View direction: north

View details:
The design of this tomb niche is very similar to niches at Adare and Lislaughtin, but otherwise unusual in an Irish context. The mouldings used and shape of the arch imply that it was made by an English mason working in the south west during the late fifteenth century

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Transept:

In monastic churches the transepts were rectangular extensions abutting the nave/chancel that gave the church its characteristic cruciform appearance. In friary churches generally only one transept is found. The transept provided space for additional altars dedicated to various saints and serving as mortuary, burial or chantry chapels for the community’s benefactors. In friaries the transept was often the location of a shrine to the Virgin Mary and was known as the Lady Chapel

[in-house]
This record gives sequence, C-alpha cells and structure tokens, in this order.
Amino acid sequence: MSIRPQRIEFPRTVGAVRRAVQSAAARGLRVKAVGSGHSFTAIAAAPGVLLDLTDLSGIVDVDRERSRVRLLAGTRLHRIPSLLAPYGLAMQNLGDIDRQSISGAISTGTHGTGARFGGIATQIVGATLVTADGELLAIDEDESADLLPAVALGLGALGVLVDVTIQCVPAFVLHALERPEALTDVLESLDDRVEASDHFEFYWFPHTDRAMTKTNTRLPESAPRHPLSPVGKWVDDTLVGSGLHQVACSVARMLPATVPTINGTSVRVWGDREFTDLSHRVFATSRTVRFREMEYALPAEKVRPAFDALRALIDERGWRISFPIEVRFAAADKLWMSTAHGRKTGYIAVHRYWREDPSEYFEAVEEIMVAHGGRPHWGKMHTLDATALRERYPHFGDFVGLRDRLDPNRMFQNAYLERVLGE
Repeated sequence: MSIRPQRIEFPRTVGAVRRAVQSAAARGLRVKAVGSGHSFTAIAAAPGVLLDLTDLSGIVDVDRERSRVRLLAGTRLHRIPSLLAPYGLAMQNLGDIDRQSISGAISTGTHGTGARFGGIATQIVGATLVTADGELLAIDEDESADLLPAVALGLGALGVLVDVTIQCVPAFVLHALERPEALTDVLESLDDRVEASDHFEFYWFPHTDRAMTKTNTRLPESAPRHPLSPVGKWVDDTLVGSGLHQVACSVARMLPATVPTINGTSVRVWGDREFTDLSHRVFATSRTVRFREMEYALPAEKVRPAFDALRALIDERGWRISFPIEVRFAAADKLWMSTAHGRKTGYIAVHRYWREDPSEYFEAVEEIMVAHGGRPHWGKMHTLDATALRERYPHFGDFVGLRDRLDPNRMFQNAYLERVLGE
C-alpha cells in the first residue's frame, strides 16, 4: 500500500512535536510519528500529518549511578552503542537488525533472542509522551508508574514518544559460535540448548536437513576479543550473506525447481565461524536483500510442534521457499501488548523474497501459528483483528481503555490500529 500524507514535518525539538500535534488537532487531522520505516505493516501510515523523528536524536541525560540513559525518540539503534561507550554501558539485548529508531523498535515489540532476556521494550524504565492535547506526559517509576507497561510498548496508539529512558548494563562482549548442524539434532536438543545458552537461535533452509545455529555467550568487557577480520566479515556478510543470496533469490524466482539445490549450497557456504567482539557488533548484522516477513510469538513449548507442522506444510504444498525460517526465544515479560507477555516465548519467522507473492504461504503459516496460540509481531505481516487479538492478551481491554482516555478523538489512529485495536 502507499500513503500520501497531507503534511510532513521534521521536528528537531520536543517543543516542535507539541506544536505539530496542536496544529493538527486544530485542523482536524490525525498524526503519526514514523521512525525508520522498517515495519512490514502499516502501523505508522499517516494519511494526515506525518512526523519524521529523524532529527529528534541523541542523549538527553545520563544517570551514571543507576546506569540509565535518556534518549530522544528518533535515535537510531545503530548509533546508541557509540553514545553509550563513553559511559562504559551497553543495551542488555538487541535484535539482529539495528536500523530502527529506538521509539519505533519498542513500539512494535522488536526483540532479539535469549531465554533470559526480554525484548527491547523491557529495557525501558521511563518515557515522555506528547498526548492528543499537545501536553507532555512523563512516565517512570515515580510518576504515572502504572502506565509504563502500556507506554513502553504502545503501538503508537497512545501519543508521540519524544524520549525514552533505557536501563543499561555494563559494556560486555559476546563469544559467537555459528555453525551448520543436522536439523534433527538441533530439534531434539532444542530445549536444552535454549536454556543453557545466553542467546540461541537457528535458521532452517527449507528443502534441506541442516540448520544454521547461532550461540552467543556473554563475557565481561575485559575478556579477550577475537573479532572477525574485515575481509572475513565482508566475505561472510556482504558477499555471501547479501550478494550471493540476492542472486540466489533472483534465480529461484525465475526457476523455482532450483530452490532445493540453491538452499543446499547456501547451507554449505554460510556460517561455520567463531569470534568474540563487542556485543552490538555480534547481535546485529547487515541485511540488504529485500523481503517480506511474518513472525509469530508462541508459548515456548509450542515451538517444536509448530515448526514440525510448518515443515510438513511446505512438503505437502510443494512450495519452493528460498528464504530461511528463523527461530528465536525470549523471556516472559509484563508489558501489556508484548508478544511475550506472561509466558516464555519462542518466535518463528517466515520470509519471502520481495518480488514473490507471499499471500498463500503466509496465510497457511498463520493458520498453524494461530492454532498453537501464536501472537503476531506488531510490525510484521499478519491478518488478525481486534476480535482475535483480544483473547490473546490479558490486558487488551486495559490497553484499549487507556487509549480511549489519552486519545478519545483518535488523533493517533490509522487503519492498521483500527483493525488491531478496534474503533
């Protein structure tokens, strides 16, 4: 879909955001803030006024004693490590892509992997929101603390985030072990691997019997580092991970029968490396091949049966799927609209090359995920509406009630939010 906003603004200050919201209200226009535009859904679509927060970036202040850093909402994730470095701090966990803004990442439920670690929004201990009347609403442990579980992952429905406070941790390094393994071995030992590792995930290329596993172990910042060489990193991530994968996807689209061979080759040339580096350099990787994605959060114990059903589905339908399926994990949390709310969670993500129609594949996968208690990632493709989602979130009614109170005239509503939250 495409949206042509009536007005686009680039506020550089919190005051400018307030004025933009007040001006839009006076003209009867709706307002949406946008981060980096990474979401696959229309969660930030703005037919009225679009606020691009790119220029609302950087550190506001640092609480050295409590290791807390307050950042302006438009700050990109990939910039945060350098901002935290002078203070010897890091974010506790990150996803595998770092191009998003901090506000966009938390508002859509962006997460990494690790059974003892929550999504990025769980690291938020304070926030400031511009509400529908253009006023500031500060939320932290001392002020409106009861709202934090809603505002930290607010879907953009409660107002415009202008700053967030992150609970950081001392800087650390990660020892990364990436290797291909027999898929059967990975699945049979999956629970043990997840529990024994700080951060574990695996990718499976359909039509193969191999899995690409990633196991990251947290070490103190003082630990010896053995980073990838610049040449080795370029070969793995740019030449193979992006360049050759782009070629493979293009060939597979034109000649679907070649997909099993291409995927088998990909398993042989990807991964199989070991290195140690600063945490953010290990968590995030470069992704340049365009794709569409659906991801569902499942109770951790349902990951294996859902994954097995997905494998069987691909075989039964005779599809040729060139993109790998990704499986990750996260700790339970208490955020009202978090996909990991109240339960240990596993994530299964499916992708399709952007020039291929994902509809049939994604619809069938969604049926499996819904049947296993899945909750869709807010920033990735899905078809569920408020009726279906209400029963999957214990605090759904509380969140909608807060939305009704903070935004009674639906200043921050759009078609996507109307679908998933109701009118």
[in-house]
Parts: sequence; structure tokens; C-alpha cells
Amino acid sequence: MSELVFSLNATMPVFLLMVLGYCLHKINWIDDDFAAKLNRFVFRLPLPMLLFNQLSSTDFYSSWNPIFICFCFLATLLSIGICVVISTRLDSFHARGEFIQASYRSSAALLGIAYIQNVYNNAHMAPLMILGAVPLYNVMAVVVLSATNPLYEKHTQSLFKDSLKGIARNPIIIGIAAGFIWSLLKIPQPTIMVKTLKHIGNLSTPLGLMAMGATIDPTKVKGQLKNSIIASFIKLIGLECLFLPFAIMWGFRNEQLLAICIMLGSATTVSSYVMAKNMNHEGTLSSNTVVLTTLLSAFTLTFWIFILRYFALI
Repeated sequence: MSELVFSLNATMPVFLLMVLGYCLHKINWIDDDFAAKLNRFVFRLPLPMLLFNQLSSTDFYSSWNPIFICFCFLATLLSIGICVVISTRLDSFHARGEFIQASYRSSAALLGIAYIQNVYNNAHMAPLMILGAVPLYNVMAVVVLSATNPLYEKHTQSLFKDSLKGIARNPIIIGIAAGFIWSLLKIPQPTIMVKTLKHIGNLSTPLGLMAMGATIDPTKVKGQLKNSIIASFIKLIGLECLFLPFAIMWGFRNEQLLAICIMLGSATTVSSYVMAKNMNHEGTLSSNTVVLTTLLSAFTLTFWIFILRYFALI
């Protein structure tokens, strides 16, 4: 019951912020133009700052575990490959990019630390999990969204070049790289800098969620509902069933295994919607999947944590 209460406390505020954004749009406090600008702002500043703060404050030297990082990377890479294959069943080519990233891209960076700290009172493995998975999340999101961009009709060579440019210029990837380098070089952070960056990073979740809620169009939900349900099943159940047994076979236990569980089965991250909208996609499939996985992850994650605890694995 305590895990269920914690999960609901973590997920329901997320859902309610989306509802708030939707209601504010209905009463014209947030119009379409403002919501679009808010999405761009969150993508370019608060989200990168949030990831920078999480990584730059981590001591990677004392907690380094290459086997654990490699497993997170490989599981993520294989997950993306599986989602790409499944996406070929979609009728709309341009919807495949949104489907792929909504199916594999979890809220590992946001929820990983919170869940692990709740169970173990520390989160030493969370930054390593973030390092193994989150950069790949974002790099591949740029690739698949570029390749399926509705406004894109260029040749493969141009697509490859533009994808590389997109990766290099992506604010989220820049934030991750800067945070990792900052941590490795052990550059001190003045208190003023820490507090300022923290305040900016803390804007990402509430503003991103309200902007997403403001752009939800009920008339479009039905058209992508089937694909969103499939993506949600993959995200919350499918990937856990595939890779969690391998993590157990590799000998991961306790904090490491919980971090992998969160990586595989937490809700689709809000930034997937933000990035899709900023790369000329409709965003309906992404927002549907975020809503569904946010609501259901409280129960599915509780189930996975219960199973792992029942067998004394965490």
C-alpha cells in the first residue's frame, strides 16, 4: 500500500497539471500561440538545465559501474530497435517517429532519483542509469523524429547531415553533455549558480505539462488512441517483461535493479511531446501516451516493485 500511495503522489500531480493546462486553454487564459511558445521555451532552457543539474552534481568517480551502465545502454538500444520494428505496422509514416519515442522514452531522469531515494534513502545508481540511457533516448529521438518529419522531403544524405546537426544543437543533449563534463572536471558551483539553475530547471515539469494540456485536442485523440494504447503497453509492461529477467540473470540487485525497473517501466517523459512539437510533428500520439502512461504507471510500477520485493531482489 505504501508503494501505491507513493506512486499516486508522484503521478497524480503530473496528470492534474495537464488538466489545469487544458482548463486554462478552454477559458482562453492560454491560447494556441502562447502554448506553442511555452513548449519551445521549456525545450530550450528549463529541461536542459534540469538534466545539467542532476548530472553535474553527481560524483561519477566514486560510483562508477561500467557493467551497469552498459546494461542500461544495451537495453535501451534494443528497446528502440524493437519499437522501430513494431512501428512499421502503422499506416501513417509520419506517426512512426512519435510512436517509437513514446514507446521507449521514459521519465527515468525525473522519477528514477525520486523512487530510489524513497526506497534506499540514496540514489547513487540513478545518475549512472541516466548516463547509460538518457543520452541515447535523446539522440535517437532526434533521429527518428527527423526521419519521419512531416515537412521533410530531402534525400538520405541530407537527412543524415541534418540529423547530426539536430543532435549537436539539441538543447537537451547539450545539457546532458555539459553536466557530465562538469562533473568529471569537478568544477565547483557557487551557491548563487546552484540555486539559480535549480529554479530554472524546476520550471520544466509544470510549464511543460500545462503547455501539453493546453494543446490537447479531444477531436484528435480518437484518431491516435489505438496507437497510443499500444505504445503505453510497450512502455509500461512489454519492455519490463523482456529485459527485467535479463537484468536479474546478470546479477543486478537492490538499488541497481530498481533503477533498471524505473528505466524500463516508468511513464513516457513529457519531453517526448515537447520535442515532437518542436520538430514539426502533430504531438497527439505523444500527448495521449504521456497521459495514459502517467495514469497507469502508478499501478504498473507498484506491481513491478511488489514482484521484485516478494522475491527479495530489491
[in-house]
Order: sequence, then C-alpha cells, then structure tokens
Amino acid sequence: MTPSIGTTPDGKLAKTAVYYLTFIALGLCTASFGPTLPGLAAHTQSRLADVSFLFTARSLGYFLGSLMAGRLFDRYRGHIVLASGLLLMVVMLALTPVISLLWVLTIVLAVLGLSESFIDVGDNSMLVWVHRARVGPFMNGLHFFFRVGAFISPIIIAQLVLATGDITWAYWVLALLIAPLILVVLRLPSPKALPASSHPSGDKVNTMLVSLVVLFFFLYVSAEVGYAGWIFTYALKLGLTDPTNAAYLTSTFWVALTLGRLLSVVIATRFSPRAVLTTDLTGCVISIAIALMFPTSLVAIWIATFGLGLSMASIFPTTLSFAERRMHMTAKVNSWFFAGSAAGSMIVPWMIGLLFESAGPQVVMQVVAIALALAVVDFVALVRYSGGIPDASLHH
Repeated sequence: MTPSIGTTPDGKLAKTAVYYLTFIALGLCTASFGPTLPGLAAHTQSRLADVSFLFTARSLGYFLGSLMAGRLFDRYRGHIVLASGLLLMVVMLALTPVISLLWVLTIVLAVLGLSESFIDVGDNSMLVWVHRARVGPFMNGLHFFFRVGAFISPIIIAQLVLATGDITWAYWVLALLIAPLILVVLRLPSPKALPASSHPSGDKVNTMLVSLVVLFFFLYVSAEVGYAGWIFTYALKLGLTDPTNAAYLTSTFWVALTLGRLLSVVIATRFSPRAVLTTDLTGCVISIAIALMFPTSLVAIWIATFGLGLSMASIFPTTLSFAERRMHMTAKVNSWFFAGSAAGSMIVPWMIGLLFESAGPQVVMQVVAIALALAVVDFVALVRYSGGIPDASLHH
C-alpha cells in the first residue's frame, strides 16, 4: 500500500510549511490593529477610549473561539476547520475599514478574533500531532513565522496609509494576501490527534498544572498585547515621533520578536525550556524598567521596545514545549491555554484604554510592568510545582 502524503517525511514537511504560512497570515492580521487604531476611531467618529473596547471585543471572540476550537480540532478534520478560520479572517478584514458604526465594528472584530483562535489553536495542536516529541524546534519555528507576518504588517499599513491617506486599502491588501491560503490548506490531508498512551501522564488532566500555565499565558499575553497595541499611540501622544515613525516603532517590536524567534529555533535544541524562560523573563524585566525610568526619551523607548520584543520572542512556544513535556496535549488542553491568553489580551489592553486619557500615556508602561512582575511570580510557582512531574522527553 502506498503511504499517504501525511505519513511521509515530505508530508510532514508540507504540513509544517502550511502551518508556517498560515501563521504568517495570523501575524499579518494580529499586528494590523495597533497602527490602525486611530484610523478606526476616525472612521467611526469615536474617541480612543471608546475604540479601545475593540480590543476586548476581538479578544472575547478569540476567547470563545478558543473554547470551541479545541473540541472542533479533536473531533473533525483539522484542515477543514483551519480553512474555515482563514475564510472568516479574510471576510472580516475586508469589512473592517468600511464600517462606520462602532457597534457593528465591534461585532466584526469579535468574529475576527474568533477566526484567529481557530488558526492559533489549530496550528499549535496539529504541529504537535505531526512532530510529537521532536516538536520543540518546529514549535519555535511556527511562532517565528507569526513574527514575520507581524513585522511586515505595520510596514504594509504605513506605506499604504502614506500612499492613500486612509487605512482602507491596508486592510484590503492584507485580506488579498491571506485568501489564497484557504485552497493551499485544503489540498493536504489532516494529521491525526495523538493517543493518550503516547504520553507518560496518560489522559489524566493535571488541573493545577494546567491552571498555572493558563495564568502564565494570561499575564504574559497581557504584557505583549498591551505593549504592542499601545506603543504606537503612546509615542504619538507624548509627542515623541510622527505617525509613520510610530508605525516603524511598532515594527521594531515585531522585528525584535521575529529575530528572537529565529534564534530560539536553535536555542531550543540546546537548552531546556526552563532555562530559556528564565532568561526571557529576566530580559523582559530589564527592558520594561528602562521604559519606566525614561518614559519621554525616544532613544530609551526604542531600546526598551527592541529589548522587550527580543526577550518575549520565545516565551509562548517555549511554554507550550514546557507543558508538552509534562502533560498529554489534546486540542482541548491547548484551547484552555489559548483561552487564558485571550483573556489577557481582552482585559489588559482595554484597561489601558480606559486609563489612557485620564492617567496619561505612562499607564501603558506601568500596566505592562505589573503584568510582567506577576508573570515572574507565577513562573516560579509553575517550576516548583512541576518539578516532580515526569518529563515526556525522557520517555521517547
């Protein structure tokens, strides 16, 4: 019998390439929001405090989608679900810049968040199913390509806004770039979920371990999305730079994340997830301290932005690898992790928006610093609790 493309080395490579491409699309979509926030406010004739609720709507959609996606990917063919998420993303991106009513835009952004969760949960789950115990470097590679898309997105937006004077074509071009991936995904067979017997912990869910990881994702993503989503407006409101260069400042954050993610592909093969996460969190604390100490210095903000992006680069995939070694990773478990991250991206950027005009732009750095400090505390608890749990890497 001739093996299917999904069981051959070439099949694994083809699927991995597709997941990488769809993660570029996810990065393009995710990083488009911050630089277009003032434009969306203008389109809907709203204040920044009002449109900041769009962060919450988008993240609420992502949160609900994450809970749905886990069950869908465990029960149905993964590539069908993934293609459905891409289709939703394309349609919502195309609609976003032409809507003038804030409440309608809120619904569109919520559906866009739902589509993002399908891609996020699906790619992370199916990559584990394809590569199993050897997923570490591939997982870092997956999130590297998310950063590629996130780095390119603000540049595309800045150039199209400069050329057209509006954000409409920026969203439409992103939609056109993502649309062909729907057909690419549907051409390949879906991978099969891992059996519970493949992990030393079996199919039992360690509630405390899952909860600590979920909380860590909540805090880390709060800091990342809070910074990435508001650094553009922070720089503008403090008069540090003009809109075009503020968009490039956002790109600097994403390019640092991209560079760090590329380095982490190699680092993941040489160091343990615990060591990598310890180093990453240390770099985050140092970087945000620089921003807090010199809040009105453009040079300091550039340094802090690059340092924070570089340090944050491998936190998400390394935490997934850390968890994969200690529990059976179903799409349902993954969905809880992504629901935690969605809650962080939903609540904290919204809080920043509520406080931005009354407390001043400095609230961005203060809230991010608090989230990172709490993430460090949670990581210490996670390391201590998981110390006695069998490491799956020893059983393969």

View direction: south

View details: The now spacious interior of the north transept was most likely once filled with numerous tombs, timber screens and monor altars

View direction: south west

View details:
The rocky terrain to the north of the friary may explain why the domestic ranges are laid out to the south of the church instead of the north, as is more usual with Irish Franciscan planning

View direction: north

View details:
The north transept of the church almost doubled the space available for burial and lay worship in the church

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Sacristy:

The sacristy (or vestry) is a room off the church, where vestments, church furnishings and altar plate are stored and where the clergy robe for church services

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Refectory:

The refectory was the main dining room of the community, normally located in the cloister range parallel to the church. In houses of Augustinian Canons, the refectory was often located on the first floor, a position that recalled the cenaculum, or upper room in Jerusalem in which Christ had celebrated the Last Supper. Each refectory contained a pulpitum, or reader’s desk from which a member of the community read devotional material during the silent communal meals